I was 14, just before the teacher took me to the clinic and had me operated on, when my stepmother and my father came to visit. I think it was spring. I was surprised, trying to grasp why they came. My mother was wearing a kimono. I was afraid they came to take me home, and I was prepared to escape if that was the case. But they only talked with the principal, I think they were talking about my operation. Shortly after that, a teacher from Hikari dormitory took me to a clinic in Atago, where I was operated on. They didn’t tell me what surgery it was, the doctor just said he was removing something bad. It hurt a lot. I couldn’t even walk properly for about a week. I had no idea what operation it was until I heard that one of the seniors was sterilized, and realized that my operation was that as well. Two students of Shūyō Gakuen were sterilized before me, and three or four of them after. Kids from nearby Kitei-en were sterilized as well. I think they [the social workers] had a quota and they sterilized students indiscriminately. I was very healthy; I could do any physical work. I didn’t know about the eugenics law, and I thought my parents and social workers put me under the knife. 


Life in Tokyo and Marriage

Kita at 55, holding the 7.5 kg Japanese butterfish he caught (photo provided by Kita Saburō).


When I graduated from Shūyō Gakuen, I worked in Sendai for a while. I lived in the company dormitory on the 2nd floor of the building. I got about 3000-6000 yen a month, and sent more than half of that to my father. Then one day my father demanded I return home. I didn’t want to, but I had no choice. One day I had an argument with my father, and he beat me again. I decided I had had enough, and that I needed to leave. I went to a few friends, borrowed 1000 yen from each of them. I figured if I had 3000 yen, I could go somewhere far away. I took a Joban line train. It was a Steam Locomotive, a steam train, can you imagine? I think it took about 12 hours. The place I arrived at was Tokyo. I was a stranger in this city, I didn’t know where to go, and as I was wandering about, a policeman from Ueno police department detained me. He told me to go to Ueno child consultation center, but I didn’t go there. I walked to Kanda, where I saw a curry shop that was looking for staff. I asked them to hire me, and they did. After that I worked in many places. I’m skilled with my hands, I can do any kind of manual work.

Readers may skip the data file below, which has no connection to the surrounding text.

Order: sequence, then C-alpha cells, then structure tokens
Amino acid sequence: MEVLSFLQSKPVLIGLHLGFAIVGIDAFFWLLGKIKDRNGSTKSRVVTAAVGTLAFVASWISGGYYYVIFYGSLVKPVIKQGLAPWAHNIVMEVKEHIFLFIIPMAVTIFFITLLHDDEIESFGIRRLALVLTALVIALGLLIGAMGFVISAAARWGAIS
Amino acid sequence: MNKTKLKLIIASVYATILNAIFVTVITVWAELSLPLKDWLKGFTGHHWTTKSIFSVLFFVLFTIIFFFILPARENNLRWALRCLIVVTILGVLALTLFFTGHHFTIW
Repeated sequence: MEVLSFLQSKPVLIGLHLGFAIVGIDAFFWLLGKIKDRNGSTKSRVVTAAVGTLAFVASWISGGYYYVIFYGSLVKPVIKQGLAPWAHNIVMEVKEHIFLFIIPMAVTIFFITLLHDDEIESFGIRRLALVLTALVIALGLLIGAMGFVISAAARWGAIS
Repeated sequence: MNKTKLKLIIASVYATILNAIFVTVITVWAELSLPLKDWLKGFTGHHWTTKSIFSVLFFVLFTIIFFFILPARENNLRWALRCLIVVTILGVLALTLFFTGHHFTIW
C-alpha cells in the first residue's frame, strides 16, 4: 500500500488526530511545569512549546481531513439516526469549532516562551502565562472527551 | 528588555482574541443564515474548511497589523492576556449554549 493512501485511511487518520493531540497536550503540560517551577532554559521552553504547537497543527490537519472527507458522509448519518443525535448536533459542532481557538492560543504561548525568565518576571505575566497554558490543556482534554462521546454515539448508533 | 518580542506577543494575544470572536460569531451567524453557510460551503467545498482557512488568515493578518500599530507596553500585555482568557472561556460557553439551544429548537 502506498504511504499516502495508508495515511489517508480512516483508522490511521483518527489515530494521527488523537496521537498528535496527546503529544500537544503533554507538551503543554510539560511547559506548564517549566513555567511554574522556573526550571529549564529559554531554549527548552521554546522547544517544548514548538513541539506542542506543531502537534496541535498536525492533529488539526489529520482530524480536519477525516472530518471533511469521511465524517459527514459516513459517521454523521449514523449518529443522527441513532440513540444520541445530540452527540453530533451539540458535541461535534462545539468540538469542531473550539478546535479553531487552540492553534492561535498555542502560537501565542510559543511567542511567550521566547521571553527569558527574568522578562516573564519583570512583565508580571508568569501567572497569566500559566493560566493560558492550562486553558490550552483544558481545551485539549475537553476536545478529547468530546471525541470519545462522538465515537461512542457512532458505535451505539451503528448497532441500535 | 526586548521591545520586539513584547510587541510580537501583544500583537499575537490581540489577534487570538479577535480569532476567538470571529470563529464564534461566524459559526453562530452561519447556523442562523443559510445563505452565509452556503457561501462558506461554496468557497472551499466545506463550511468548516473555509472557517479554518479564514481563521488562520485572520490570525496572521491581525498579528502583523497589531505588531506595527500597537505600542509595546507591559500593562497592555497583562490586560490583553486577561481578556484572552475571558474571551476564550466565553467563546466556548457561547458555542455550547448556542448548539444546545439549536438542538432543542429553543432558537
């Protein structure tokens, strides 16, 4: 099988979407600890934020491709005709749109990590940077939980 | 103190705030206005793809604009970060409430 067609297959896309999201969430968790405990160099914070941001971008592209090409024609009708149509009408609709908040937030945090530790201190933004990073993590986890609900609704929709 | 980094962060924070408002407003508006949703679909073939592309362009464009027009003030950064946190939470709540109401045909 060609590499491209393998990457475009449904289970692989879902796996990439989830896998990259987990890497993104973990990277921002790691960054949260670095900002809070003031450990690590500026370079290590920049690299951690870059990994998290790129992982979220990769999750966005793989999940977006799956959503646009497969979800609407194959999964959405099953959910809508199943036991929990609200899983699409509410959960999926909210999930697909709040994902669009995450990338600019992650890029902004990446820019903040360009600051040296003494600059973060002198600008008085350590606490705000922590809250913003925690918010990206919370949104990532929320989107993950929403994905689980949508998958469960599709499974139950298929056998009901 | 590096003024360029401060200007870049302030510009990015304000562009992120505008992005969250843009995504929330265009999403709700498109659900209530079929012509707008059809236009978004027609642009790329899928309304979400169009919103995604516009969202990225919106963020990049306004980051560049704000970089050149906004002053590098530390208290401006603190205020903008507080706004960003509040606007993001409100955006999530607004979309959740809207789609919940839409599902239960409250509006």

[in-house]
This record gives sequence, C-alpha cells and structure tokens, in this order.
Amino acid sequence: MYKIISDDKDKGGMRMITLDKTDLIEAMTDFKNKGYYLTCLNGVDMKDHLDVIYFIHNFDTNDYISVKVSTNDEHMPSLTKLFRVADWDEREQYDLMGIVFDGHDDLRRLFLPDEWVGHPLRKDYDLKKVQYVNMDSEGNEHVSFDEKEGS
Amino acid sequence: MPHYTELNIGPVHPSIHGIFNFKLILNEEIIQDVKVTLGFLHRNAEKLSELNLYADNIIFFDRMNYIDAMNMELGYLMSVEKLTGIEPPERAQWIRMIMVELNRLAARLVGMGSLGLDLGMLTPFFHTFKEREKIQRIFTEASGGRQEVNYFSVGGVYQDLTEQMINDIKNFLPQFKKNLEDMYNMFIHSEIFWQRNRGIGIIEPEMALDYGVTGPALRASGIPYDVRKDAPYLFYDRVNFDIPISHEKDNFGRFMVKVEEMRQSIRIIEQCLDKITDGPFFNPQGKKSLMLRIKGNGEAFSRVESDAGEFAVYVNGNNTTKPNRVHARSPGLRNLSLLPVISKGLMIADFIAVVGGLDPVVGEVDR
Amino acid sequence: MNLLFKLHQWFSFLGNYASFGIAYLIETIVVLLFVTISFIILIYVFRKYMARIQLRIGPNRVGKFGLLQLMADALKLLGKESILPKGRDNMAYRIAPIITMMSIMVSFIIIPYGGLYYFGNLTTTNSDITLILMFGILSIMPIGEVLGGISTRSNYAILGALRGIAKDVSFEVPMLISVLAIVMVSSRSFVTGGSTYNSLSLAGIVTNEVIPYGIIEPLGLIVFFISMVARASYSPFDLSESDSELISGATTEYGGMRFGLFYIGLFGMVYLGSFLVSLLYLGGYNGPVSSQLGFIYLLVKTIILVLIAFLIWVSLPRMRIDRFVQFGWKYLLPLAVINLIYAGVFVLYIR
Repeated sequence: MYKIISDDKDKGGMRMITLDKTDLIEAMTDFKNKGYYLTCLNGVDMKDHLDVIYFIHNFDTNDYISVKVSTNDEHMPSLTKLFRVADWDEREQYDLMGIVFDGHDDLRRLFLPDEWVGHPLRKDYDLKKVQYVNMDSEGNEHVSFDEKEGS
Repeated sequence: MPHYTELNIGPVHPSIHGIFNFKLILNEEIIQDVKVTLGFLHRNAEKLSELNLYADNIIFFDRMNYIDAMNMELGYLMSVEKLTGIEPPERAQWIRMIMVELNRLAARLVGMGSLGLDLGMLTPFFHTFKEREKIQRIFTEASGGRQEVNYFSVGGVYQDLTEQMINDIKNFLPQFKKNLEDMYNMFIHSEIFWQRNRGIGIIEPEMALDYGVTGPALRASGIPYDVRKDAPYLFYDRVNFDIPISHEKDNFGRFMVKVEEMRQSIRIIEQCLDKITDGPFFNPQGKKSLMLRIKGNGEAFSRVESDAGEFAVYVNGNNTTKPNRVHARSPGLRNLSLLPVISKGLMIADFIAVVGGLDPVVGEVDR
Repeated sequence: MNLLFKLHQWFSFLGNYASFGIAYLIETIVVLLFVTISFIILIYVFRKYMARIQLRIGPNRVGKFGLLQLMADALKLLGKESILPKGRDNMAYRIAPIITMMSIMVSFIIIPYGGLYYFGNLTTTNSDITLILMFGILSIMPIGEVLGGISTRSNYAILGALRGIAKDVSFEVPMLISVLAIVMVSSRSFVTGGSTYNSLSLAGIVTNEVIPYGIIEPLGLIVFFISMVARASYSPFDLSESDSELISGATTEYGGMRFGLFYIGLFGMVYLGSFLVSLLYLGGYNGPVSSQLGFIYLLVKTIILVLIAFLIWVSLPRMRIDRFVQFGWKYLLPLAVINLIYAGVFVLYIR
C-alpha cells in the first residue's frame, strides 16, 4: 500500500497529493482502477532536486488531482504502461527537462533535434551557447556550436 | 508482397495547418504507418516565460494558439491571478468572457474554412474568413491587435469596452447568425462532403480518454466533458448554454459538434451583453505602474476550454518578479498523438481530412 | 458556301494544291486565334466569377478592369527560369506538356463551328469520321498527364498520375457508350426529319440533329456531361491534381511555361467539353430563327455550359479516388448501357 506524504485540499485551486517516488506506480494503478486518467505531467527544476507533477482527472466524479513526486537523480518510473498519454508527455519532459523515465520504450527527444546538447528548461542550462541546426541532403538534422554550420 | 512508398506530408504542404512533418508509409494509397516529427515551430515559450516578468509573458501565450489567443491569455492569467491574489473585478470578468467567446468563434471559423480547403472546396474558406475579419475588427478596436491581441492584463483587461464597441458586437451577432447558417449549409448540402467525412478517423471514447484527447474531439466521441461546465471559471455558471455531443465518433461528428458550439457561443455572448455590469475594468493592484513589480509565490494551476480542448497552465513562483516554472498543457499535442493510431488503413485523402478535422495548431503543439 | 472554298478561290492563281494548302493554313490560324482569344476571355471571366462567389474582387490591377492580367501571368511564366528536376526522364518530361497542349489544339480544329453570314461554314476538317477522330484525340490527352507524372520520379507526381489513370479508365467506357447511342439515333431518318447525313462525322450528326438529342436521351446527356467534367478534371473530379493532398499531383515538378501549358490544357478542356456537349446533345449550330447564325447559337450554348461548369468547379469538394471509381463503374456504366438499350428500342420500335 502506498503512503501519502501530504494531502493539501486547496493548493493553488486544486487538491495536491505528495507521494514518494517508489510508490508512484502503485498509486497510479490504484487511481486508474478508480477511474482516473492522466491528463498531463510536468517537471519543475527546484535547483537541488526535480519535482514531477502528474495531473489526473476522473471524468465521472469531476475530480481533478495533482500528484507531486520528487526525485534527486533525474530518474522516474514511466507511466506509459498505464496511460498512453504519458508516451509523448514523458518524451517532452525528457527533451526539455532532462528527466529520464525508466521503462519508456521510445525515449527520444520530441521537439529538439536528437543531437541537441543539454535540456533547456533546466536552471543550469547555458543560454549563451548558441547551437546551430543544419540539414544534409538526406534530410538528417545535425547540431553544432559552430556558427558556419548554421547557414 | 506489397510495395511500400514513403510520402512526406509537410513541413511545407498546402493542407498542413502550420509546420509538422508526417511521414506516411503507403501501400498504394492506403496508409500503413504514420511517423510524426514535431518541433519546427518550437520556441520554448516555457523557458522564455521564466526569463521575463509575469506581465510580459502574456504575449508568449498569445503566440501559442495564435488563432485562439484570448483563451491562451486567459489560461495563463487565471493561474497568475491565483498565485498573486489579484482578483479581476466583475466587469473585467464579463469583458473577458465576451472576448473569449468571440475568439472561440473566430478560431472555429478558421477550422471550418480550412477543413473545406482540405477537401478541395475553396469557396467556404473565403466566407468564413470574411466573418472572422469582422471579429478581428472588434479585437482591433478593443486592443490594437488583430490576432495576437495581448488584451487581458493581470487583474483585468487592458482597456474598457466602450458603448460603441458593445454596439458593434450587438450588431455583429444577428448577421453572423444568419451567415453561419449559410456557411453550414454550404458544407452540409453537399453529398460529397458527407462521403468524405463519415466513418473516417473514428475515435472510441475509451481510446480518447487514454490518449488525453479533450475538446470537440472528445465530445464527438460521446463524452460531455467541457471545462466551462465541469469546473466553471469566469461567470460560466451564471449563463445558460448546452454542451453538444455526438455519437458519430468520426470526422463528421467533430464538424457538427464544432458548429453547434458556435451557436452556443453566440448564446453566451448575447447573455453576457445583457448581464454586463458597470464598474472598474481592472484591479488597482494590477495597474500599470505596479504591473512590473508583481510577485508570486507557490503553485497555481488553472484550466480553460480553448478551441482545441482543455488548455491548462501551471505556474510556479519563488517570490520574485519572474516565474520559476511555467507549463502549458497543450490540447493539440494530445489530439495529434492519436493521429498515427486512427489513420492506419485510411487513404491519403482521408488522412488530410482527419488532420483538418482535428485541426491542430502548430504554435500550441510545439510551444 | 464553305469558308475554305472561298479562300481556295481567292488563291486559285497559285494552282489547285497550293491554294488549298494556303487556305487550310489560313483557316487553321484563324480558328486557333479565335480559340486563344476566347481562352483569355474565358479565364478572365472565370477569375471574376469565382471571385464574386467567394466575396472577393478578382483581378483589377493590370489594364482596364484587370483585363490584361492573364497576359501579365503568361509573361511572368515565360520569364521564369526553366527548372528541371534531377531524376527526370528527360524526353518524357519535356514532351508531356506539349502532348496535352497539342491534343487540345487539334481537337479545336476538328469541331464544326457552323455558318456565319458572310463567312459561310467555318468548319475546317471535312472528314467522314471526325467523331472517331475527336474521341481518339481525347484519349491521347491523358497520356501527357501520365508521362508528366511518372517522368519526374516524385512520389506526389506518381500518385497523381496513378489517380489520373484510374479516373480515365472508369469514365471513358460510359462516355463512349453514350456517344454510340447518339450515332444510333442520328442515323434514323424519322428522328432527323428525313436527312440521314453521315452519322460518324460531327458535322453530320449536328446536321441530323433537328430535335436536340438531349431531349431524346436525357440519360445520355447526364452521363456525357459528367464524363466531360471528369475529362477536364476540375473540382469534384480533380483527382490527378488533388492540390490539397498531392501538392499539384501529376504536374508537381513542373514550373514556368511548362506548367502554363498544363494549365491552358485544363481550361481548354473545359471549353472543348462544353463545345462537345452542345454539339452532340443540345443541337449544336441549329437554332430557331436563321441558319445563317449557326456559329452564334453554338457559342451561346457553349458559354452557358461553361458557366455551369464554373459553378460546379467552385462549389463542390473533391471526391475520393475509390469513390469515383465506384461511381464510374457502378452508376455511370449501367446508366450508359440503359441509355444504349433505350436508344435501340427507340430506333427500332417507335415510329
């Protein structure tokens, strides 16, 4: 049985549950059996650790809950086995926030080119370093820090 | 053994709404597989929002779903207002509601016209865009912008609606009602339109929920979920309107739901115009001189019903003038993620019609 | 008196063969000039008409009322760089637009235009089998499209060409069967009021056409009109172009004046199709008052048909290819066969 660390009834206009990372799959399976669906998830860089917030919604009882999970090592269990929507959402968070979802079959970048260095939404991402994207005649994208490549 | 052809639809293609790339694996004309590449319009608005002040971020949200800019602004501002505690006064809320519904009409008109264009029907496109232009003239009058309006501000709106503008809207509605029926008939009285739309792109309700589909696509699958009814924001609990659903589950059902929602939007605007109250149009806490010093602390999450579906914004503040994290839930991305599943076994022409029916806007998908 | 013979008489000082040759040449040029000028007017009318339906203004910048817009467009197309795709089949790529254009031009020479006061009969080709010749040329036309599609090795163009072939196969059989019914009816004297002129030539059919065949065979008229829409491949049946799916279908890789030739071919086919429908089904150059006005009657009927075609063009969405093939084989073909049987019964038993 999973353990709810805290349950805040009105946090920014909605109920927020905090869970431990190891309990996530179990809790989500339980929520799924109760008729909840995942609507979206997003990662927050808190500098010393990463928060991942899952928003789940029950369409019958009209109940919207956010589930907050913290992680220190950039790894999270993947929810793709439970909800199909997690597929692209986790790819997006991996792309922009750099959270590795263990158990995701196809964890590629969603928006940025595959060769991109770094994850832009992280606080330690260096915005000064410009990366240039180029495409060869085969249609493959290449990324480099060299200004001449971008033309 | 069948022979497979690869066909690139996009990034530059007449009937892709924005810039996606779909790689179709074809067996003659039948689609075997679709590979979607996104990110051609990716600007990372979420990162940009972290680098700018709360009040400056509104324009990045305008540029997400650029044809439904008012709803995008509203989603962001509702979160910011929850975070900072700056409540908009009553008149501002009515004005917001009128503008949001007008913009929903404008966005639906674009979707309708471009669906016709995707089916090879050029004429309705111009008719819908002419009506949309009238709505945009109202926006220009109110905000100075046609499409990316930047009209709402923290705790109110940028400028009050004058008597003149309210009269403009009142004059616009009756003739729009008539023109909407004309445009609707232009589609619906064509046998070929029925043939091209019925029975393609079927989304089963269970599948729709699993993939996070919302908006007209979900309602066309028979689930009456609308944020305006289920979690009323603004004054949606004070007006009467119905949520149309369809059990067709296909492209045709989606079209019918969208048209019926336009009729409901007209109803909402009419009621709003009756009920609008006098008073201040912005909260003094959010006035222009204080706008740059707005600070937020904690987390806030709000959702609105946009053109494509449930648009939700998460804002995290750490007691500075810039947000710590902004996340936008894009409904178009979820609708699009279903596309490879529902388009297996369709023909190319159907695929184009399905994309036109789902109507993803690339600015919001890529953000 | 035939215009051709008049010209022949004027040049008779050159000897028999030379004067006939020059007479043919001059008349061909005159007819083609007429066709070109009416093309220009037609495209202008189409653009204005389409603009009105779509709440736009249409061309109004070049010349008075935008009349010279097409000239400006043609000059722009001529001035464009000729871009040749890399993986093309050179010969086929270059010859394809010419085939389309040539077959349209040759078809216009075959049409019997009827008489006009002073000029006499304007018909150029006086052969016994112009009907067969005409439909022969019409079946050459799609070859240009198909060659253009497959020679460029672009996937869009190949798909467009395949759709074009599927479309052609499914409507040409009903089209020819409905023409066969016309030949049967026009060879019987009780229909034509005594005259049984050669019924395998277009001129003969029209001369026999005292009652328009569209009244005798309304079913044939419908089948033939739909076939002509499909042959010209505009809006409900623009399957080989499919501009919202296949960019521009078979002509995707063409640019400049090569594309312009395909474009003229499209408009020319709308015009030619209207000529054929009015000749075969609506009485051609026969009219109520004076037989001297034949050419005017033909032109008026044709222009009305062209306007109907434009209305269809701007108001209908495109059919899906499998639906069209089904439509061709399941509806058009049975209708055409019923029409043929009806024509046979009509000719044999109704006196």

When I was in my late twenties, I had a job in Kitaharacho, which is not far away from this place [Nerima]. I was installing water pipes underground, and living in an apartment which was only a five-minute walk from the office. I had decided that since I cannot father children, I shouldn’t get married, but my master’s wife would always persuade me to do so. I would always say I had no intention to get married, but once she convinced me to go out with a woman, who was the daughter of her acquaintance. We met at a coffee shop, then went to a sushi place. I told her she could eat as much sushi as she wanted. We talked a lot. I had decided to remain single, but I ended up getting married. I was 27 then. I didn’t invite my family to the wedding, only my company president and his wife. I hardly ever contacted my family. Once my father asked me to send him 300,000 yen to send my younger brother to high school. I did, but hardly kept in touch after that.